Baxley says Trayvon Martin case being used by Obama and Democratsby John Kennedy | September 4th, 2013
The House sponsor of Florida’s controversial stand your ground law said Wednesday that he is frustrated that President Obama and others are using the measure and the Trayvon Martin case to rally opposition against Republicans.
Rep. Dennis Baxley, R-Ocala, condemned what he called the “manipulation” of a tragic situation. Baxley spoke at a Republican club in Tallahassee where later this month, lawmakers plan to hold a public hearing on the self-defense law.
“He went from a position of saying ‘this young man could be my son’ to ‘this could be me,’” Baxley said of Obama. “When he merged those images, I couldn’t help but feel some political implications to that.”
Baxley said others like the Rev. Al Sharpton have been more explict, saying the Martin case and calls for repeal of stand your ground are aimed at the 2014 and 2016 elections. But Baxley said Republicans are not going to be pressured into overturning a law that he said has heightened public safety.
“Let’s face it. In a political environment, people are going to use whatever they have,” Baxley told reporters after speaking to the Capital City Republican Club. “But let’s don’t let them misuse it.”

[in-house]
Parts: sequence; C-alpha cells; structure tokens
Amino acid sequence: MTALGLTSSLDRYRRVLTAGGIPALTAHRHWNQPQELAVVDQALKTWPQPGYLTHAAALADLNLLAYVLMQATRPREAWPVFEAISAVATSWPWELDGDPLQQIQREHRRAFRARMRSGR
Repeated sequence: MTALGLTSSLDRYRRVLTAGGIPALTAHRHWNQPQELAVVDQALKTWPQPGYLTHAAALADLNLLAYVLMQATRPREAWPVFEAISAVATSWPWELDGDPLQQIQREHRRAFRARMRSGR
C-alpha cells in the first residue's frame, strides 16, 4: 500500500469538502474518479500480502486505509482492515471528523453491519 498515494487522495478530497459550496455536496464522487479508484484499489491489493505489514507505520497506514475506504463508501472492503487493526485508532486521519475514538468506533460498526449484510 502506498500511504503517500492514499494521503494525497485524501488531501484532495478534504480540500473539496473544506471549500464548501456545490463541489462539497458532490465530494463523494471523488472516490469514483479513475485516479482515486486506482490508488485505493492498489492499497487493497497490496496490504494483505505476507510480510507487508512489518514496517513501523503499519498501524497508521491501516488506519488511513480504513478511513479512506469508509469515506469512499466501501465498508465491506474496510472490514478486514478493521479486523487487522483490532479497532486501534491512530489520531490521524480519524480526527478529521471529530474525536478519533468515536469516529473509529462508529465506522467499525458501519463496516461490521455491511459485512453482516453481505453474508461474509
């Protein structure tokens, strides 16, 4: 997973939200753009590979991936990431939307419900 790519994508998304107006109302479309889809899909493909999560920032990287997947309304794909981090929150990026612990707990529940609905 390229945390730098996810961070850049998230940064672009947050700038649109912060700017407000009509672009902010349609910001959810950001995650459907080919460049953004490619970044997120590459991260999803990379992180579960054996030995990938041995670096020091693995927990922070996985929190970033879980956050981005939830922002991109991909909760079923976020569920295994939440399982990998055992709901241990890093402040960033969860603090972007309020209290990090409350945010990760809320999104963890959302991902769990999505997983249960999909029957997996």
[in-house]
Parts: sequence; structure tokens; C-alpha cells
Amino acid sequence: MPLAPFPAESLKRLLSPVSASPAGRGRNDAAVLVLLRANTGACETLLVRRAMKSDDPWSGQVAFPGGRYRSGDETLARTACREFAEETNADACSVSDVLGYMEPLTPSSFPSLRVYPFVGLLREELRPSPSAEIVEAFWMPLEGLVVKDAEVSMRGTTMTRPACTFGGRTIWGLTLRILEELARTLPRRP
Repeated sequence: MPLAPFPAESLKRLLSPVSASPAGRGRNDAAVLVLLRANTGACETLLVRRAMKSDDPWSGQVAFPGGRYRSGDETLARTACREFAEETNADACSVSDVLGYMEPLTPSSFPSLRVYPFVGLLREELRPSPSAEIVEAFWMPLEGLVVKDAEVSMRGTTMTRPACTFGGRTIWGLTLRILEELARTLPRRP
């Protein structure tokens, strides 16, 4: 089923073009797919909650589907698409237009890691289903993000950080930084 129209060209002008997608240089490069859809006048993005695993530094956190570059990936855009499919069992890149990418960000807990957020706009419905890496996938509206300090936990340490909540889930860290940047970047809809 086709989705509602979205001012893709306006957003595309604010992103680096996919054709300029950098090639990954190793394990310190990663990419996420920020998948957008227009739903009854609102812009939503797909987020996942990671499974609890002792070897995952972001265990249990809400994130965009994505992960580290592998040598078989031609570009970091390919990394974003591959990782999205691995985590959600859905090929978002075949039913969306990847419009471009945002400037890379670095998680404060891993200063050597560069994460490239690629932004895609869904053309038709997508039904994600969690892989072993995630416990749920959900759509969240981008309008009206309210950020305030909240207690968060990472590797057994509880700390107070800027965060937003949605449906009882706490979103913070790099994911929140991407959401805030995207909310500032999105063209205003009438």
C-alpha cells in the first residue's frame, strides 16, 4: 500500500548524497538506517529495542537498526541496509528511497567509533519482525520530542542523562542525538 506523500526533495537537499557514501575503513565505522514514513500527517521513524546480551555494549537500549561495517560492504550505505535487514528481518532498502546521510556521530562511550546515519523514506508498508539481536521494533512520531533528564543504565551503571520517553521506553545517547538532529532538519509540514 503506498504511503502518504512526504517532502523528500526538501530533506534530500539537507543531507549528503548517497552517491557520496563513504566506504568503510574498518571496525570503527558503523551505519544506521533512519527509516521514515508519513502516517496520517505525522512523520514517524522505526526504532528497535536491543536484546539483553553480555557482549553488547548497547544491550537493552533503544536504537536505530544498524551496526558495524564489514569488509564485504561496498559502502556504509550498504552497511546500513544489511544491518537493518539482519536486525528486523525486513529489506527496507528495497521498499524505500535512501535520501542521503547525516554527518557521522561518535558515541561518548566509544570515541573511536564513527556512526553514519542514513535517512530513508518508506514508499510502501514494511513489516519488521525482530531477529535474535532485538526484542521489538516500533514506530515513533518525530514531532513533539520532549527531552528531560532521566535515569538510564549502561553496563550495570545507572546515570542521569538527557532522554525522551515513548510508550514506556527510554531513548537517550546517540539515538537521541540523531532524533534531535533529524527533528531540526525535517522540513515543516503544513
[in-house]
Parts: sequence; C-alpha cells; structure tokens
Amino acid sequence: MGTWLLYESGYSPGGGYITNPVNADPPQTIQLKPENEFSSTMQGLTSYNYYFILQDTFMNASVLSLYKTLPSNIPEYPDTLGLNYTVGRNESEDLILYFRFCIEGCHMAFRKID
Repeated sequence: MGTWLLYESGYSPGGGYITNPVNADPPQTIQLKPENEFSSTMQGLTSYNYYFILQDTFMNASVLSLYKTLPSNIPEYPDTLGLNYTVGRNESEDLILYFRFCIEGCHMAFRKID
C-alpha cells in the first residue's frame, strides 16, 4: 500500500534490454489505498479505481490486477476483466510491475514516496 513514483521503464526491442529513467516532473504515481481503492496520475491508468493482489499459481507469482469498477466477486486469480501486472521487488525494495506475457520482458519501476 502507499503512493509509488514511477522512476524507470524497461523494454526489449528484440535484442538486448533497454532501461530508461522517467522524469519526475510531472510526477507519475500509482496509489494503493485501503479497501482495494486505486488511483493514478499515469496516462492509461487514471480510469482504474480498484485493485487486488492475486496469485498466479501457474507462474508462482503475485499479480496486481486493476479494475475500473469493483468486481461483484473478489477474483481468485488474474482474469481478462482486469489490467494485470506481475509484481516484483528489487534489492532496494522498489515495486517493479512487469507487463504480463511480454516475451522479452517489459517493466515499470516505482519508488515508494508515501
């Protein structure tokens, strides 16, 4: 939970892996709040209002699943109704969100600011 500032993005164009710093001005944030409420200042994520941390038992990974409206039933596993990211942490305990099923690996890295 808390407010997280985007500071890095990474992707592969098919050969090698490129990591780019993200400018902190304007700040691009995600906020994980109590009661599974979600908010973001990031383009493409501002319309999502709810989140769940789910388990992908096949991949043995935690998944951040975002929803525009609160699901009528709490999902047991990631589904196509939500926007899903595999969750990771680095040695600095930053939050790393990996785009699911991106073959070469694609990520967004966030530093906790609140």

The law, approved in 2005 unanimously by the Florida Senate and in an overwhelming, 94-20 vote in the House, was not used by lawyers defending George Zimmerman in the shooting death of the unarmed teen-ager. But it did shape the jury instructions given to the six-woman jury which acquitted Zimmerman.
Florida is among two-dozen states with stand your ground laws, allowing residents to use deadly force to protect themselves.
Before these new laws emerged, people who felt threatened outside their homes were required to flee an attacker if they could before using force to defend themselves.
Like Baxley, House Speaker Will Weatherford, R-Wesley Chapel, sees little need to change the stand your ground law. But Weatherford has said the House Criminal Justice Committee will hold a hearing this month on the law, mostly to hear testimony from law enforcement authorities about any difficulties they’ve faced with implementing the measure.
Legislation, however, also has been filed to repeal the law — or modify its use.
Leaders of the activist group, Dream Defenders, which staged a 31-day sit-in at the Florida Capitol ending last month, said they plan to attend the House hearing. The Florida Department of Law Enforcement released a report Wednesday that said providing Capitol Police security at the sit-in cost taxpayers more than $172,500 in overtime expenses.